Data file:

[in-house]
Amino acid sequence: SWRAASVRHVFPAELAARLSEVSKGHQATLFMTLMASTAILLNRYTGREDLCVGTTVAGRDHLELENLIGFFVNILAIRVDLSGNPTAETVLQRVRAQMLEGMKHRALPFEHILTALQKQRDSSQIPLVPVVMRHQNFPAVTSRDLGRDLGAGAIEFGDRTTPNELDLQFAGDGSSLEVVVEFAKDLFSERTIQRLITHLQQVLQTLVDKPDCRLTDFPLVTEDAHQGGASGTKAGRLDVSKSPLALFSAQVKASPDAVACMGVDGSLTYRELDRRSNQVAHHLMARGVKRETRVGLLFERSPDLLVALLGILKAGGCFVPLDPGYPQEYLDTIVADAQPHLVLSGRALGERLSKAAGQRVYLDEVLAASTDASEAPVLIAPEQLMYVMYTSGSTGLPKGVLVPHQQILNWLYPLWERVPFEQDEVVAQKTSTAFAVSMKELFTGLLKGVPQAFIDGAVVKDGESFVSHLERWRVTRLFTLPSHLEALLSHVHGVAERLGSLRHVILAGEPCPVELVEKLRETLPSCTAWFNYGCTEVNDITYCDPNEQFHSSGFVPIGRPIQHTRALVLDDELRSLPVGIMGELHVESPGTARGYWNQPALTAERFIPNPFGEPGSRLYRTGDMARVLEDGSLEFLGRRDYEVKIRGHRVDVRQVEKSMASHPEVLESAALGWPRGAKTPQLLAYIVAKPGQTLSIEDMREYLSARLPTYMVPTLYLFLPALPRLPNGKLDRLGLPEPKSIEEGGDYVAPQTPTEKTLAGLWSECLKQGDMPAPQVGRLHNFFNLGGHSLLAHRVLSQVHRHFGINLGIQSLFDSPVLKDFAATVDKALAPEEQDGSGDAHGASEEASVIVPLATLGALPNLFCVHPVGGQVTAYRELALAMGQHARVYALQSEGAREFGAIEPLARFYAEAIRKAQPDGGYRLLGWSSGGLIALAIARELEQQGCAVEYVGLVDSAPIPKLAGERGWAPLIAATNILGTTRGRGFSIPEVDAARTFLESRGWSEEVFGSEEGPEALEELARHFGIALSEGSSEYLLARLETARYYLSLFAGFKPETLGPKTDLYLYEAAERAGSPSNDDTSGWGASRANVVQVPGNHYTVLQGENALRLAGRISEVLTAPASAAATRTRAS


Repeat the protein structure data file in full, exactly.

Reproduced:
[in-house]
Amino acid sequence: SWRAASVRHVFPAELAARLSEVSKGHQATLFMTLMASTAILLNRYTGREDLCVGTTVAGRDHLELENLIGFFVNILAIRVDLSGNPTAETVLQRVRAQMLEGMKHRALPFEHILTALQKQRDSSQIPLVPVVMRHQNFPAVTSRDLGRDLGAGAIEFGDRTTPNELDLQFAGDGSSLEVVVEFAKDLFSERTIQRLITHLQQVLQTLVDKPDCRLTDFPLVTEDAHQGGASGTKAGRLDVSKSPLALFSAQVKASPDAVACMGVDGSLTYRELDRRSNQVAHHLMARGVKRETRVGLLFERSPDLLVALLGILKAGGCFVPLDPGYPQEYLDTIVADAQPHLVLSGRALGERLSKAAGQRVYLDEVLAASTDASEAPVLIAPEQLMYVMYTSGSTGLPKGVLVPHQQILNWLYPLWERVPFEQDEVVAQKTSTAFAVSMKELFTGLLKGVPQAFIDGAVVKDGESFVSHLERWRVTRLFTLPSHLEALLSHVHGVAERLGSLRHVILAGEPCPVELVEKLRETLPSCTAWFNYGCTEVNDITYCDPNEQFHSSGFVPIGRPIQHTRALVLDDELRSLPVGIMGELHVESPGTARGYWNQPALTAERFIPNPFGEPGSRLYRTGDMARVLEDGSLEFLGRRDYEVKIRGHRVDVRQVEKSMASHPEVLESAALGWPRGAKTPQLLAYIVAKPGQTLSIEDMREYLSARLPTYMVPTLYLFLPALPRLPNGKLDRLGLPEPKSIEEGGDYVAPQTPTEKTLAGLWSECLKQGDMPAPQVGRLHNFFNLGGHSLLAHRVLSQVHRHFGINLGIQSLFDSPVLKDFAATVDKALAPEEQDGSGDAHGASEEASVIVPLATLGALPNLFCVHPVGGQVTAYRELALAMGQHARVYALQSEGAREFGAIEPLARFYAEAIRKAQPDGGYRLLGWSSGGLIALAIARELEQQGCAVEYVGLVDSAPIPKLAGERGWAPLIAATNILGTTRGRGFSIPEVDAARTFLESRGWSEEVFGSEEGPEALEELARHFGIALSEGSSEYLLARLETARYYLSLFAGFKPETLGPKTDLYLYEAAERAGSPSNDDTSGWGASRANVVQVPGNHYTVLQGENALRLAGRISEVLTAPASAAATRTRAS